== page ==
|The American Civil War in Georgia 1861-1865 |
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On January 1, 1863, President Abraham Lincoln issued an executive order known as the Emancipation Proclamation, freeing all slaves in he ten states that had succeeded from the United Sates (Confederate States).
In 1863, Union Naval forces make several unsuccessful attempt to capture Fort McAllister guarding the southern approach to Savannah. In June, Union forces under command of Colonel James Montgomery seize St. Simons Island. They destroy the of Darien and many plantations in the area.
In June of 1863, Maj. Gen. William Rosecrans began moving against the Confederates in Tennessee. After a series if skirmishes, the Army of Tennessee commanded by Gen. Braxton Bragg, falls back to Chattanooga, TN. The confederates expect Gen. Rosecrans to attack the city from the north. To reinforce this believe, Gen. Roscrans sends Colonel John T. Wilder with his mounted infantry up the Sequatchie Valley and over Walden's Ridge while the bulk of his army moves west into Alabama before turning east and crossing the Tennessee River on a wide front well below Chattanooga. Once Bragg learns that he has been outflanked and his supply lines are threatened, he abandons Chattanooga and falls back to the vicinity of LaFayette, GA. The two armies will fight a major battle at Chickamauga Creek on September 19th and 20th, 1863. The Battle of Chickamauga was the most significant Union defeat in the Western Theater and involved the second highest number of casualties in the war following the Battle of Gettysburg. The Union forces fall back to Chattanooga, TN.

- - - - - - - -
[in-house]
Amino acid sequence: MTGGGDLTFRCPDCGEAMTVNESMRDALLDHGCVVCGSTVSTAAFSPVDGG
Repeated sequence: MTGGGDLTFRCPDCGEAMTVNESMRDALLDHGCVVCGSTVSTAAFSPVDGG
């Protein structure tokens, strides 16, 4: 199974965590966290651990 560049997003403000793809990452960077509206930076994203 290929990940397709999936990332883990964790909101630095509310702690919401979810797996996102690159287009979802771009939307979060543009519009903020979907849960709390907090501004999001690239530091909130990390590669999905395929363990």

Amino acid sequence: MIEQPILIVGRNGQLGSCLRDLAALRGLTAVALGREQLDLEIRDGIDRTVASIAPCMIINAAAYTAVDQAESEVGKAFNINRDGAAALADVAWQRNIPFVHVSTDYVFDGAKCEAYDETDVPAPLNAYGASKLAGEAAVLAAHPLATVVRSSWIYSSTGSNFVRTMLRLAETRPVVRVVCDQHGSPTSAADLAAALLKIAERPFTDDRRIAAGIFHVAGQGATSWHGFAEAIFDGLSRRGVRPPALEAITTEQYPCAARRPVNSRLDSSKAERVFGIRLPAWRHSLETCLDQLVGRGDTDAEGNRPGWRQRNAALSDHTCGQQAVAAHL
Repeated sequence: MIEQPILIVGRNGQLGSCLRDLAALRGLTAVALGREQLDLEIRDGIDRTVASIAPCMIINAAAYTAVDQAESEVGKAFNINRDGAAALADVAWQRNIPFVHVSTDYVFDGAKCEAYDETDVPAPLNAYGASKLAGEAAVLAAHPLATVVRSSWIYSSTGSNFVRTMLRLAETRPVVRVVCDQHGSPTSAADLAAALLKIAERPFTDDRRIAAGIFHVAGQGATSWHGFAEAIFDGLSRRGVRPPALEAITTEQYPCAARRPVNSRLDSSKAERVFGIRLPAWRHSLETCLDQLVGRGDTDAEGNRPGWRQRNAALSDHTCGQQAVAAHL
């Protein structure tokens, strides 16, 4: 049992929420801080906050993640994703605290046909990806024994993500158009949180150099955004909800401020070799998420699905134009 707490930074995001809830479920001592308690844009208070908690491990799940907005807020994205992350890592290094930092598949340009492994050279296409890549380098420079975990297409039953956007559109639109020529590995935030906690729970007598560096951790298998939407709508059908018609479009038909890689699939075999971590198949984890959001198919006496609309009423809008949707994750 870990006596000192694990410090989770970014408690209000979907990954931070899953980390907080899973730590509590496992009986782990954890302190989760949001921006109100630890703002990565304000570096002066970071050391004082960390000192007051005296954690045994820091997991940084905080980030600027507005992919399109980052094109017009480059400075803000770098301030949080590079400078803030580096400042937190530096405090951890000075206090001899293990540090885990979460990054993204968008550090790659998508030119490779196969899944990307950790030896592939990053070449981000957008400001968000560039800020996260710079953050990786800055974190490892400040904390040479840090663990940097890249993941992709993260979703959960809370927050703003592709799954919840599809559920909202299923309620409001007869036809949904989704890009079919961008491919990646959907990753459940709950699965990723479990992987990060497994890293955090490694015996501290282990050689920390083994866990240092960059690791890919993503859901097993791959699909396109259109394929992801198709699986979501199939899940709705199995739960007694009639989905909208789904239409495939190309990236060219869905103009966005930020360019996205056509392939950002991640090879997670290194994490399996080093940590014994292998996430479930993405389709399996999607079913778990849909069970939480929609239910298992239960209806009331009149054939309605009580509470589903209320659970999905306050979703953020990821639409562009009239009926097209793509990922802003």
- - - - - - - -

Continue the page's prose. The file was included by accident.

The Confederate forces surround Chattanooga and lay siege to the city. In November, Union forces under the command of Gen. Ulysses S. Grant drive the confederate forces from the top of Lookout Mountain and the next day the union forces break the confederate line holding Missionary Ridge and the Army of Tennessee withdraws to Dalton, GA. Maj. Gen. Patrick Cleburne rear guard action at Ringgold Gap, GA. allows the bulk of the confederate forces with their supplies to withdraw.
1836 Methodists At Darien